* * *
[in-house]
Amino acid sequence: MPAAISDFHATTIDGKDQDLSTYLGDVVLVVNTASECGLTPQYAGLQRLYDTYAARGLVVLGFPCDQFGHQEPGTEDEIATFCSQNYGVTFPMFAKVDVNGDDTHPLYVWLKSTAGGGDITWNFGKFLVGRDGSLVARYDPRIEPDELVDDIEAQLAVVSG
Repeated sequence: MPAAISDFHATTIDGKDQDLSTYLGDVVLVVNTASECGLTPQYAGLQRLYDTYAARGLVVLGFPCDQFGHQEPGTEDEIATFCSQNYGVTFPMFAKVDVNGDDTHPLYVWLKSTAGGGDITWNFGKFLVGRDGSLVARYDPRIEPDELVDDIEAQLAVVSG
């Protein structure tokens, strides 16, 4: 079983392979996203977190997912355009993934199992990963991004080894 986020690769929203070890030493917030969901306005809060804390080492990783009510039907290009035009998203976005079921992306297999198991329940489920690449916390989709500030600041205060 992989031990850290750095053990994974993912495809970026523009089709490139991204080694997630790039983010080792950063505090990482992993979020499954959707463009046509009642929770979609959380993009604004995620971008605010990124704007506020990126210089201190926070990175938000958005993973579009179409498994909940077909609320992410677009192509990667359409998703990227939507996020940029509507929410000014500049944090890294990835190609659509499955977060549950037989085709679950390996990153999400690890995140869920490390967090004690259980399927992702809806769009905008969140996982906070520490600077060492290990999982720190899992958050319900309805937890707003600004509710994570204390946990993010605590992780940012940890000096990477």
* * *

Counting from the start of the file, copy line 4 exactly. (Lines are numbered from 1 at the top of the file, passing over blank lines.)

């Protein structure tokens, strides 16, 4: 079983392979996203977190997912355009993934199992990963991004080894 986020690769929203070890030493917030969901306005809060804390080492990783009510039907290009035009998203976005079921992306297999198991329940489920690449916390989709500030600041205060 992989031990850290750095053990994974993912495809970026523009089709490139991204080694997630790039983010080792950063505090990482992993979020499954959707463009046509009642929770979609959380993009604004995620971008605010990124704007506020990126210089201190926070990175938000958005993973579009179409498994909940077909609320992410677009192509990667359409998703990227939507996020940029509507929410000014500049944090890294990835190609659509499955977060549950037989085709679950390996990153999400690890995140869920490390967090004690259980399927992702809806769009905008969140996982906070520490600077060492290990999982720190899992958050319900309805937890707003600004509710994570204390946990993010605590992780940012940890000096990477």